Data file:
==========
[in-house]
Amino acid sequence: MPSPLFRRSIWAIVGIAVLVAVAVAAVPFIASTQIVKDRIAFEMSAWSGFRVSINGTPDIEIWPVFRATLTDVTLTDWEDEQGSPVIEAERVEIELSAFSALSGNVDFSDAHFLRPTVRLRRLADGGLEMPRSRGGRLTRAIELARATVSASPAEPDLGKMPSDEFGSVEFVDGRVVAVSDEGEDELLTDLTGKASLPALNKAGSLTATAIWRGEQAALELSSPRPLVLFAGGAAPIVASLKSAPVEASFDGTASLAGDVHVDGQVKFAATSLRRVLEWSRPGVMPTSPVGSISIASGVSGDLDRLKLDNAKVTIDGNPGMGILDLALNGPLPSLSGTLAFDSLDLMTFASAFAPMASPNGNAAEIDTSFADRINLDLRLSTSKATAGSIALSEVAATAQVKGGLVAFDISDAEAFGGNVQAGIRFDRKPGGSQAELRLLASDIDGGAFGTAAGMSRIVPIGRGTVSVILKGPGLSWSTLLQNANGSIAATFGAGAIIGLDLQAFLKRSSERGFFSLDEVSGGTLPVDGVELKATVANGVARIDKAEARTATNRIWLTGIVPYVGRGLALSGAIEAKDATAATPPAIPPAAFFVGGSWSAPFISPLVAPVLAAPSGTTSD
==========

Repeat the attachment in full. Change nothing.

[in-house]
Amino acid sequence: MPSPLFRRSIWAIVGIAVLVAVAVAAVPFIASTQIVKDRIAFEMSAWSGFRVSINGTPDIEIWPVFRATLTDVTLTDWEDEQGSPVIEAERVEIELSAFSALSGNVDFSDAHFLRPTVRLRRLADGGLEMPRSRGGRLTRAIELARATVSASPAEPDLGKMPSDEFGSVEFVDGRVVAVSDEGEDELLTDLTGKASLPALNKAGSLTATAIWRGEQAALELSSPRPLVLFAGGAAPIVASLKSAPVEASFDGTASLAGDVHVDGQVKFAATSLRRVLEWSRPGVMPTSPVGSISIASGVSGDLDRLKLDNAKVTIDGNPGMGILDLALNGPLPSLSGTLAFDSLDLMTFASAFAPMASPNGNAAEIDTSFADRINLDLRLSTSKATAGSIALSEVAATAQVKGGLVAFDISDAEAFGGNVQAGIRFDRKPGGSQAELRLLASDIDGGAFGTAAGMSRIVPIGRGTVSVILKGPGLSWSTLLQNANGSIAATFGAGAIIGLDLQAFLKRSSERGFFSLDEVSGGTLPVDGVELKATVANGVARIDKAEARTATNRIWLTGIVPYVGRGLALSGAIEAKDATAATPPAIPPAAFFVGGSWSAPFISPLVAPVLAAPSGTTSD